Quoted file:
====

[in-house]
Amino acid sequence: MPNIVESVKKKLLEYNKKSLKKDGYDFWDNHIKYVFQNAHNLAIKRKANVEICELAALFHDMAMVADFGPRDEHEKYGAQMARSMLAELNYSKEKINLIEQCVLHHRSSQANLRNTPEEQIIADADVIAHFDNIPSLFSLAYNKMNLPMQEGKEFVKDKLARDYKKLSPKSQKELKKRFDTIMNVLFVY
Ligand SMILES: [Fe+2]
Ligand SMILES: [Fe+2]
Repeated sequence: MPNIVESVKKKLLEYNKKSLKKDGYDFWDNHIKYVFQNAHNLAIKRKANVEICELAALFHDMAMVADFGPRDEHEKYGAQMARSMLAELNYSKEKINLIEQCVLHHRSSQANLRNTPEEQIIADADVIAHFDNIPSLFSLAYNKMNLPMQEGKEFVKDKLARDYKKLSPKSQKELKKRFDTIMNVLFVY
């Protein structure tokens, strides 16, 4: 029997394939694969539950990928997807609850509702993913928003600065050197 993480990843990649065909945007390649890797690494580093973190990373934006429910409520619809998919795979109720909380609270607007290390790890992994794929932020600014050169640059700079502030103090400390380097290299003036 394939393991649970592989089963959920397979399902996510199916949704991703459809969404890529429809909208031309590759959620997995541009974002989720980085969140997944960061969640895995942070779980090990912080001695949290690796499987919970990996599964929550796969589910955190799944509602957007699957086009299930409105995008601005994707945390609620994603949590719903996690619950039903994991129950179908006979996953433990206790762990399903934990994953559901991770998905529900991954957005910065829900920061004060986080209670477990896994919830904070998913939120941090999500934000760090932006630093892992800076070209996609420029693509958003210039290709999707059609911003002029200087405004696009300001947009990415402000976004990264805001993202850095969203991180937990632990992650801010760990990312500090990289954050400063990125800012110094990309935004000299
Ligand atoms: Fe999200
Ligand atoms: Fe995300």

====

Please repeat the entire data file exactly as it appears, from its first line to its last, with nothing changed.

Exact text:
[in-house]
Amino acid sequence: MPNIVESVKKKLLEYNKKSLKKDGYDFWDNHIKYVFQNAHNLAIKRKANVEICELAALFHDMAMVADFGPRDEHEKYGAQMARSMLAELNYSKEKINLIEQCVLHHRSSQANLRNTPEEQIIADADVIAHFDNIPSLFSLAYNKMNLPMQEGKEFVKDKLARDYKKLSPKSQKELKKRFDTIMNVLFVY
Ligand SMILES: [Fe+2]
Ligand SMILES: [Fe+2]
Repeated sequence: MPNIVESVKKKLLEYNKKSLKKDGYDFWDNHIKYVFQNAHNLAIKRKANVEICELAALFHDMAMVADFGPRDEHEKYGAQMARSMLAELNYSKEKINLIEQCVLHHRSSQANLRNTPEEQIIADADVIAHFDNIPSLFSLAYNKMNLPMQEGKEFVKDKLARDYKKLSPKSQKELKKRFDTIMNVLFVY
């Protein structure tokens, strides 16, 4: 029997394939694969539950990928997807609850509702993913928003600065050197 993480990843990649065909945007390649890797690494580093973190990373934006429910409520619809998919795979109720909380609270607007290390790890992994794929932020600014050169640059700079502030103090400390380097290299003036 394939393991649970592989089963959920397979399902996510199916949704991703459809969404890529429809909208031309590759959620997995541009974002989720980085969140997944960061969640895995942070779980090990912080001695949290690796499987919970990996599964929550796969589910955190799944509602957007699957086009299930409105995008601005994707945390609620994603949590719903996690619950039903994991129950179908006979996953433990206790762990399903934990994953559901991770998905529900991954957005910065829900920061004060986080209670477990896994919830904070998913939120941090999500934000760090932006630093892992800076070209996609420029693509958003210039290709999707059609911003002029200087405004696009300001947009990415402000976004990264805001993202850095969203991180937990632990992650801010760990990312500090990289954050400063990125800012110094990309935004000299
Ligand atoms: Fe999200
Ligand atoms: Fe995300």